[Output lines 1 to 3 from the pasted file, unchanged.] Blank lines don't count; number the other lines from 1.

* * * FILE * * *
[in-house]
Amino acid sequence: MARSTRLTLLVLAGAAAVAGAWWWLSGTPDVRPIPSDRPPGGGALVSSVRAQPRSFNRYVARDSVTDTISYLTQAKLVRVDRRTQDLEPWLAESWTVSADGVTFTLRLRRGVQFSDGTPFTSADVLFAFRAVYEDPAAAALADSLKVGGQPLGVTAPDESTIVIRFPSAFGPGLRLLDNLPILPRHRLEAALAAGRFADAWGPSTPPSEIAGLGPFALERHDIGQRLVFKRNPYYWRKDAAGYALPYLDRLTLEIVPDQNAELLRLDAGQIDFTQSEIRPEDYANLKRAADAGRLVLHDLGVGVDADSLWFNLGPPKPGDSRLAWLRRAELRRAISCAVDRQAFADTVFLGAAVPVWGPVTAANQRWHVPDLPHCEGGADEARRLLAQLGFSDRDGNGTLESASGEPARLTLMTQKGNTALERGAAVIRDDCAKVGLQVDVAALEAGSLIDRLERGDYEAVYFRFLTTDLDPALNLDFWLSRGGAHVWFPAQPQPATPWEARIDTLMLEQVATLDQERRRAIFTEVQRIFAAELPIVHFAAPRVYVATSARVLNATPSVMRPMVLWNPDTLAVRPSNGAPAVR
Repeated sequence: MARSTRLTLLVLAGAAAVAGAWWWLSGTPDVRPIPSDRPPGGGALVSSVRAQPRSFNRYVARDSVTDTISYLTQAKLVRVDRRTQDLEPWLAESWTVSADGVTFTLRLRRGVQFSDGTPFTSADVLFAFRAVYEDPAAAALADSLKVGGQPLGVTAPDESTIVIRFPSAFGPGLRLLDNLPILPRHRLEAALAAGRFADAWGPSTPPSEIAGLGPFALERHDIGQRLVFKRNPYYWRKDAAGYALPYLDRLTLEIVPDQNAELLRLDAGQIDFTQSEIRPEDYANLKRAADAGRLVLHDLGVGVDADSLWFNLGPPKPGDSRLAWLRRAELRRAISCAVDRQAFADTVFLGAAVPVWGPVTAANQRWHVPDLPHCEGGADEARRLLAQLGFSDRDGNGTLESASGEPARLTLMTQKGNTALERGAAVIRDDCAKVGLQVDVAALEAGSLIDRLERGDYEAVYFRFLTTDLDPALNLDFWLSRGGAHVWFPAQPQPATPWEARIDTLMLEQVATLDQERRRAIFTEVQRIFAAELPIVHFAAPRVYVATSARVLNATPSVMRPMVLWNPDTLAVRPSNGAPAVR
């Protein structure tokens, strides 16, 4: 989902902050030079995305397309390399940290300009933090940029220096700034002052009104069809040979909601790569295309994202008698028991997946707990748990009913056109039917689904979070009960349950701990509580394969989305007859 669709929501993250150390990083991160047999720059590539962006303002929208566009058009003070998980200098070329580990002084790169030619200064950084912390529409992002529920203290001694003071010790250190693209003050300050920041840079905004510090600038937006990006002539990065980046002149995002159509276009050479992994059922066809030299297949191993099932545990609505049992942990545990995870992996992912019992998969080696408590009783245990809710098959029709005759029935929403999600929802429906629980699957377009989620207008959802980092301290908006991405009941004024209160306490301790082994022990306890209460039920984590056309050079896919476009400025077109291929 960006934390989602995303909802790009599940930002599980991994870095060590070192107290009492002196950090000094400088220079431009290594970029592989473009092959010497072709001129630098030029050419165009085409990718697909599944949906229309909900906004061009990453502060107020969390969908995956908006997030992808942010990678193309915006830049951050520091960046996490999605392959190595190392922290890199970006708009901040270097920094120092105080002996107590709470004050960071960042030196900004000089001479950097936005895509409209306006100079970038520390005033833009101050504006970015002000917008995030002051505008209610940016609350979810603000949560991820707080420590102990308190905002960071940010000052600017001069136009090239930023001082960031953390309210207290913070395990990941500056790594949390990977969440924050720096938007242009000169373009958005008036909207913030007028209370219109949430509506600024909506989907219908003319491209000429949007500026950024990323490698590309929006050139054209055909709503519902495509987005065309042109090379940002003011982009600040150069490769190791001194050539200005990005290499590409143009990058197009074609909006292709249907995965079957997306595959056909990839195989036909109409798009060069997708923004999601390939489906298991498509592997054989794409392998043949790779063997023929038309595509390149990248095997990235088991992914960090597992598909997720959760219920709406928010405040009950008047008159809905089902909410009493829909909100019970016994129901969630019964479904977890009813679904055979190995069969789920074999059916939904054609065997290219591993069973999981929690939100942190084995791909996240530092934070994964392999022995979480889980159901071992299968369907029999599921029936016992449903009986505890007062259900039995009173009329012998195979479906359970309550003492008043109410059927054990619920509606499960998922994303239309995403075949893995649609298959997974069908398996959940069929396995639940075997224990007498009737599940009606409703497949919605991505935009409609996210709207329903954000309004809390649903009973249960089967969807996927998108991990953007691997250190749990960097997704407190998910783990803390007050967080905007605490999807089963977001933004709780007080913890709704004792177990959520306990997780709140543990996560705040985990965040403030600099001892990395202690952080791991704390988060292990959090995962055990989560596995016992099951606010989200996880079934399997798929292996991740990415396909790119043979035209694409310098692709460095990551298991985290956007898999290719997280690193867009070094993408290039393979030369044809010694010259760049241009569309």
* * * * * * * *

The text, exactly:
[in-house]
Amino acid sequence: MARSTRLTLLVLAGAAAVAGAWWWLSGTPDVRPIPSDRPPGGGALVSSVRAQPRSFNRYVARDSVTDTISYLTQAKLVRVDRRTQDLEPWLAESWTVSADGVTFTLRLRRGVQFSDGTPFTSADVLFAFRAVYEDPAAAALADSLKVGGQPLGVTAPDESTIVIRFPSAFGPGLRLLDNLPILPRHRLEAALAAGRFADAWGPSTPPSEIAGLGPFALERHDIGQRLVFKRNPYYWRKDAAGYALPYLDRLTLEIVPDQNAELLRLDAGQIDFTQSEIRPEDYANLKRAADAGRLVLHDLGVGVDADSLWFNLGPPKPGDSRLAWLRRAELRRAISCAVDRQAFADTVFLGAAVPVWGPVTAANQRWHVPDLPHCEGGADEARRLLAQLGFSDRDGNGTLESASGEPARLTLMTQKGNTALERGAAVIRDDCAKVGLQVDVAALEAGSLIDRLERGDYEAVYFRFLTTDLDPALNLDFWLSRGGAHVWFPAQPQPATPWEARIDTLMLEQVATLDQERRRAIFTEVQRIFAAELPIVHFAAPRVYVATSARVLNATPSVMRPMVLWNPDTLAVRPSNGAPAVR
Repeated sequence: MARSTRLTLLVLAGAAAVAGAWWWLSGTPDVRPIPSDRPPGGGALVSSVRAQPRSFNRYVARDSVTDTISYLTQAKLVRVDRRTQDLEPWLAESWTVSADGVTFTLRLRRGVQFSDGTPFTSADVLFAFRAVYEDPAAAALADSLKVGGQPLGVTAPDESTIVIRFPSAFGPGLRLLDNLPILPRHRLEAALAAGRFADAWGPSTPPSEIAGLGPFALERHDIGQRLVFKRNPYYWRKDAAGYALPYLDRLTLEIVPDQNAELLRLDAGQIDFTQSEIRPEDYANLKRAADAGRLVLHDLGVGVDADSLWFNLGPPKPGDSRLAWLRRAELRRAISCAVDRQAFADTVFLGAAVPVWGPVTAANQRWHVPDLPHCEGGADEARRLLAQLGFSDRDGNGTLESASGEPARLTLMTQKGNTALERGAAVIRDDCAKVGLQVDVAALEAGSLIDRLERGDYEAVYFRFLTTDLDPALNLDFWLSRGGAHVWFPAQPQPATPWEARIDTLMLEQVATLDQERRRAIFTEVQRIFAAELPIVHFAAPRVYVATSARVLNATPSVMRPMVLWNPDTLAVRPSNGAPAVR